Tourism funding pitched to Supervisors


By Cheryl Petersen
Funds from Federal Emergency Management Agency (FEMA) were received by the Delaware County Board of Supervisors. Foster care was discussed and, with the proposed bed tax in mind, the board observed a presentation on tourism promotion at its meeting in Delhi on October 9.
The board accepted grant money from FEMA for flood buyouts. “The funds will be used to purchase buildings in Roxbury and Sidney under the flood buyout program,” said Nicole Franzese, director of Delaware County Planning Board. “Buildings eligible for the buyout were damaged by Hurricane Irene and Tropical Storm Lee.”
Mary Beth Silano, director of Delaware County Chamber of Commerce, and Jim Thomson, director of tourism, gave a summary of how funds have been spent over the last nine months to encourage tourism. “
Through the Tourism Promotion Agency, advertisements are placed in magazines, at traveling shows, and on TV,” said Silano. “The advertisements are designed to attract tourists to the area, telling them about the many outdoor activities. Future plans are to target New York City with promotion.”
The Tourism Promotion Agency also actively recruits writers to write about the many opportunities available to tourists.

Spreading the word
Jim Thomson said, “Collaborating with the official New York State tourism site, I Love NY, we’ve developed travel guides, rack cards, and brochures We are also working to revive a Ski the Catskills program,” said Thomson.
The board of supervisors was asked to approve a resolution to shift $300,000 from the Medical Assistance fund to the Foster Child Care account. “Over the last year, Social Services had an unforeseen increase in the number of children in foster care,” said Bill Moon, commissioner. “The influx of children into the foster system is directly related to drug problems and it involves young children.”
The money will be spent to pay bills for basic foster care. “Between revenue from the federal and state leveling off or decreasing, and the surge of children coming into the foster care system, all the 2013 funds have been exhausted,” said Moon.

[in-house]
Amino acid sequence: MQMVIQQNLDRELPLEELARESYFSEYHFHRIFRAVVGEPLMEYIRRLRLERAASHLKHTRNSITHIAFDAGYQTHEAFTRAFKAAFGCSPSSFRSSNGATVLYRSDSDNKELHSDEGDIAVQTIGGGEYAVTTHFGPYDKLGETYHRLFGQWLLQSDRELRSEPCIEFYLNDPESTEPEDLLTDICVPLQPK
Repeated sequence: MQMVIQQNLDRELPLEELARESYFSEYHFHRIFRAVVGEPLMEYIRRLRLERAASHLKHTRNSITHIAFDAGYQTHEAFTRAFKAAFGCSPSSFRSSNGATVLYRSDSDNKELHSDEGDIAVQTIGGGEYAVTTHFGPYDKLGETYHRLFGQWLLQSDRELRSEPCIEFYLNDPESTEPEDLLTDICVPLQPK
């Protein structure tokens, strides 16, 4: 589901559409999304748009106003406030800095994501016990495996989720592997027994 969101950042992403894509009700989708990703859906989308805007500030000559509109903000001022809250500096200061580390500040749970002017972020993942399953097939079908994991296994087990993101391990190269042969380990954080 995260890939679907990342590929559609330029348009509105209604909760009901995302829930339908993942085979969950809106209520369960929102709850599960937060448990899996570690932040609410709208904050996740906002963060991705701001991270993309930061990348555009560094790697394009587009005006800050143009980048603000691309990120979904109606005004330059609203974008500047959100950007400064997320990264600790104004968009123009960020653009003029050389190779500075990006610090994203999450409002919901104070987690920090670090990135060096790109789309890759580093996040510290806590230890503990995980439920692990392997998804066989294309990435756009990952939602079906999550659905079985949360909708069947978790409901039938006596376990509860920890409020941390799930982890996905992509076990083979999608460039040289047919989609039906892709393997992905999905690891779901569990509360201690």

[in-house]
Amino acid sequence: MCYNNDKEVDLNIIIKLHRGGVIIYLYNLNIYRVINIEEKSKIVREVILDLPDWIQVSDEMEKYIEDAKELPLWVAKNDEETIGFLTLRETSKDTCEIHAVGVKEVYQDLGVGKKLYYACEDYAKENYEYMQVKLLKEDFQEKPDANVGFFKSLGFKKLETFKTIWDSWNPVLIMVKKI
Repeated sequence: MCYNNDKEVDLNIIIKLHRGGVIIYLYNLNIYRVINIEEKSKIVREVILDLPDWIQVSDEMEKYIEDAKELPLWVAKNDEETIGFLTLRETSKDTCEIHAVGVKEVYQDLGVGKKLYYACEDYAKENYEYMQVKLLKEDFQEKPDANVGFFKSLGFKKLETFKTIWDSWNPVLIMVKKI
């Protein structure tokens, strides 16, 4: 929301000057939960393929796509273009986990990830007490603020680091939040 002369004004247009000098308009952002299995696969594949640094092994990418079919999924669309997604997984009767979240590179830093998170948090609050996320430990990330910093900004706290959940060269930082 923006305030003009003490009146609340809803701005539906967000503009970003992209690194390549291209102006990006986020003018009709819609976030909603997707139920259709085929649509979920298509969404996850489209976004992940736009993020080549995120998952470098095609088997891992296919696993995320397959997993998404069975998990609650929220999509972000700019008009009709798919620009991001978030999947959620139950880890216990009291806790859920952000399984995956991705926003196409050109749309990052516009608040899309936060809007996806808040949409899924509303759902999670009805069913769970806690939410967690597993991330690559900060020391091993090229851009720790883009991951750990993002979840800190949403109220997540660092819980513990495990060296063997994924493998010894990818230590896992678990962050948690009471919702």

A peak number of children last July of 111, has fallen only to 99 children in care today. “We’d hoped it would be around 90 but it is not uncommon to receive calls concerning missing toddlers or toxic drug levels in infants,” added Moon. “Because of these calls, Social Services become involved.”
Social Services are required to review and present each case to the Delaware County Family Court. “Family Court also reviews each case and then decides if the children will be placed in foster care,” said Moon. “Last year’s budget did not accommodate the increased number of children.”
As for the yearly budgeted amount of money, 75 percent of the funding is designated solely to foster care. The other percentage pays for personnel, fringe benefits, and programs.
The resolution to reallocate the $300,000 was approved by all supervisors excepting Sidney Supervisor Bob McCarthy. “I don’t see enough accountability from the Social Services Department and so will vote no on resolutions where I only see money being shuffled around,” said McCarthy.
Supervisor McCarthy did however approve, along with all other supervisors, of a resolution allowing funds of $34,790 for computer equipment for the Social Services Department.
The supervisors approved a bid price for new truck scales to be installed at the county solid waste facility. “The truck scales needed to be updated,” said Hancock Supervisor Sam Rowe. “The price of $80,555 includes longer scales, installation and certification.”